While some providers are figuring out how to stay afloat, others who were on their way out of the sex industry have been pulled back in because of financial insecurity.
Roman Black, who lives in Fort Myers, says he stopped escorting earlier this year.
"It's not that I fell out of love with escorting," Black says, "but I wanted to create more stability in my life and have less random engagement — travel less, build a home with my partner more, all that good stuff."
Black, who's openly HIV positive, says he has received support from various nonprofits and people in his community. His exit plan involved launching a social media management and consulting company specializing in growing nonprofits. He wants to support organizations and build community among people of color, sex workers, those with mental health struggles, and people who are HIV-positive.
"I want to build my own thing and do my own thing," Black says. "I also want to build something convenient, accessible, and meaningful to communities that have opened their arms to me."
Now, though, with the financial strain he and his partner are under, he's considering returning to sex work. He started in the industry at the age of 18, when he left his mother's home and did what he thought he needed to do to make money. He eventually transitioned from physical sex work to porn, nude modeling, and, later, escorting.
He says he dreads the thought of returning to physical sex work, but he's contemplating a plan of action in the event it becomes necessary.
"The part I don't want to go back to is not knowing what kinds of clients will contact me," he says. "From the things I've experienced, being a mixed male in this industry almost feels like I have to take what I can get sometimes. I know there's a place for everybody in sex work. But from my experience, the market is very saturated. I'm competing with white boys, white twinks, and people who offer the same look as I do but from a societally better viewpoint. They're white and privileged, and I don't have that access."
Diana, a program facilitator for the Sex Worker Outreach Program (SWOP) and codirector of the Sex Worker Solidarity Network in the Tampa Bay area, says some sex workers are in dire straits because of the pandemic. The organizations offer direct support and social services to sex workers near Tampa and connect others with resources in their own cities and states.
She says many of the workers helped by SWOP and the solidarity network are already marginalized — they're trans, undocumented, disabled, or people of color.
In regular times, SWOP regularly hits the street and distributes hygiene items, snacks, and condoms to full-service sex workers. Going digital isn't a viable option for many of them, Diana says.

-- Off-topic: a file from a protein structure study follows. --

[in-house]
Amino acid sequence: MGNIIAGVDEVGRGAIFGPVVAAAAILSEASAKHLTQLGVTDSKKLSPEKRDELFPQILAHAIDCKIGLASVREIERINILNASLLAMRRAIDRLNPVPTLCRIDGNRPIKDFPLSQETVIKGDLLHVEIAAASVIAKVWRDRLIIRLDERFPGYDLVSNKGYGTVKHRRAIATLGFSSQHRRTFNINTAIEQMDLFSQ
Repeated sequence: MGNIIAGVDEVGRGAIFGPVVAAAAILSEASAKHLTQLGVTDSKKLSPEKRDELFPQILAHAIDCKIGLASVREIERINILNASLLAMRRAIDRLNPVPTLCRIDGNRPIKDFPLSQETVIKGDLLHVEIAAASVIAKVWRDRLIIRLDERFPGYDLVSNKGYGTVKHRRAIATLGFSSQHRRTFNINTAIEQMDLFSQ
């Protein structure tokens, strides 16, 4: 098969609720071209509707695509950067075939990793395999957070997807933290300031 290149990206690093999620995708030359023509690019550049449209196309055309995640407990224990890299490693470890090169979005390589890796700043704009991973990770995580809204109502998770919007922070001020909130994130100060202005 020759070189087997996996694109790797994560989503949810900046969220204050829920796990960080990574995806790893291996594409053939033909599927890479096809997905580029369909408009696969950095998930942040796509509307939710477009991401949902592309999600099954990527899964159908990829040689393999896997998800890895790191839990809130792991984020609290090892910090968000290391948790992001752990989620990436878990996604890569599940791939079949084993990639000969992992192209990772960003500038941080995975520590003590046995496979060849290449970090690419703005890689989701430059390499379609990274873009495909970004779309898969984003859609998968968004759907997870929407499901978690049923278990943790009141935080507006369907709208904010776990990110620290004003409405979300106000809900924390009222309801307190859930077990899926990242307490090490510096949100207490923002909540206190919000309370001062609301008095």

"I feel like to people outside of full-service sex work, making porn or doing camming sounds like maybe the less risky or sketch version of sex work," she says. "But a lot of in-person sex workers don't do digital work because of the risk of having their face out there forever. Meeting people in person reduces visibility."
And doing online work is not nearly as lucrative as people might think.
"I'm so screwed," Vikki, the sexual alchemist, says. "My sessions make so much money in person but will make a fraction of that online."
Plus, like many Miamians, sex workers don't have the kind of financial security necessary to remain unemployed for long.
Across the nation, organizations like SWOP are engaging in mutual aid to help sex workers make ends meet during the pandemic. The Tampa Bay chapter set up a hotline and an online application form for financial aid and social services. Diana says the organization has distributed about $1,500 in recent weeks.
"One of the first people we were able to help was an undocumented sex worker with a disability," Diana says. "We sent her some money to help with rent and medicine for her son."
The Tampa Bay organizations have helped unsheltered sex workers make their car payments so they have somewhere to sleep. And they have distributed groceries to those who've run out of food.
For many workers, including those in the sex industry, staying home instead of going to work is an impossible choice.
"Everyone wants to stay home, but we have bills to pay," Diana says. "Yes, people will absolutely continue to work. I wouldn't encourage anybody to do it, but anyone in a situation precarious enough will."
For help, call the Sex Worker Solidarity Network's hotline number is 813-816-2796 or email email@example.com. For resources across the U.S. and beyond, see here.